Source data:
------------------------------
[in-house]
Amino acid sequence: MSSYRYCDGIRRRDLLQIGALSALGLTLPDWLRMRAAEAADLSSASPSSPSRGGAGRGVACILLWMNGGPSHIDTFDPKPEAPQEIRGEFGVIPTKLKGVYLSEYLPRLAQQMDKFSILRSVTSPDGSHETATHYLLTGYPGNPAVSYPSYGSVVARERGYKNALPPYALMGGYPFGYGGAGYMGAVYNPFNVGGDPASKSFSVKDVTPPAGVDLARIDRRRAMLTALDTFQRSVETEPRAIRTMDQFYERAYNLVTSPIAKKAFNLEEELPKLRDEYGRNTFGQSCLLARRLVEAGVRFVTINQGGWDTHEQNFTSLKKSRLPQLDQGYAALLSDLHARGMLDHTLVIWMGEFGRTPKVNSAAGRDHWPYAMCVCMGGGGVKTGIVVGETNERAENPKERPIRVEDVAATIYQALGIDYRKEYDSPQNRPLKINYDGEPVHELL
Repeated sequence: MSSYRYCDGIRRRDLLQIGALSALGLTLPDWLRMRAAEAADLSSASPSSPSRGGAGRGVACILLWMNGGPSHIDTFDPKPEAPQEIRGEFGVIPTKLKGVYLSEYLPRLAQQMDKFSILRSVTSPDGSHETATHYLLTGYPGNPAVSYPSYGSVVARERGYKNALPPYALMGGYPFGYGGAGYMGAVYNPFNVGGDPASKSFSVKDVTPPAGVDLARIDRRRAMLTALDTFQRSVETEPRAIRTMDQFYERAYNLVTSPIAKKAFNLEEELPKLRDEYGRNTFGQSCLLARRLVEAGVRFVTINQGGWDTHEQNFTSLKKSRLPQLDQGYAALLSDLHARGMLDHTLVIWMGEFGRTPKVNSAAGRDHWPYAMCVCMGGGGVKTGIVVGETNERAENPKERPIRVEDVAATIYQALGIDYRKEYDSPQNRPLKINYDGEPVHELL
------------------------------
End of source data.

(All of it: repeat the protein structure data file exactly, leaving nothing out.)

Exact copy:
[in-house]
Amino acid sequence: MSSYRYCDGIRRRDLLQIGALSALGLTLPDWLRMRAAEAADLSSASPSSPSRGGAGRGVACILLWMNGGPSHIDTFDPKPEAPQEIRGEFGVIPTKLKGVYLSEYLPRLAQQMDKFSILRSVTSPDGSHETATHYLLTGYPGNPAVSYPSYGSVVARERGYKNALPPYALMGGYPFGYGGAGYMGAVYNPFNVGGDPASKSFSVKDVTPPAGVDLARIDRRRAMLTALDTFQRSVETEPRAIRTMDQFYERAYNLVTSPIAKKAFNLEEELPKLRDEYGRNTFGQSCLLARRLVEAGVRFVTINQGGWDTHEQNFTSLKKSRLPQLDQGYAALLSDLHARGMLDHTLVIWMGEFGRTPKVNSAAGRDHWPYAMCVCMGGGGVKTGIVVGETNERAENPKERPIRVEDVAATIYQALGIDYRKEYDSPQNRPLKINYDGEPVHELL
Repeated sequence: MSSYRYCDGIRRRDLLQIGALSALGLTLPDWLRMRAAEAADLSSASPSSPSRGGAGRGVACILLWMNGGPSHIDTFDPKPEAPQEIRGEFGVIPTKLKGVYLSEYLPRLAQQMDKFSILRSVTSPDGSHETATHYLLTGYPGNPAVSYPSYGSVVARERGYKNALPPYALMGGYPFGYGGAGYMGAVYNPFNVGGDPASKSFSVKDVTPPAGVDLARIDRRRAMLTALDTFQRSVETEPRAIRTMDQFYERAYNLVTSPIAKKAFNLEEELPKLRDEYGRNTFGQSCLLARRLVEAGVRFVTINQGGWDTHEQNFTSLKKSRLPQLDQGYAALLSDLHARGMLDHTLVIWMGEFGRTPKVNSAAGRDHWPYAMCVCMGGGGVKTGIVVGETNERAENPKERPIRVEDVAATIYQALGIDYRKEYDSPQNRPLKINYDGEPVHELL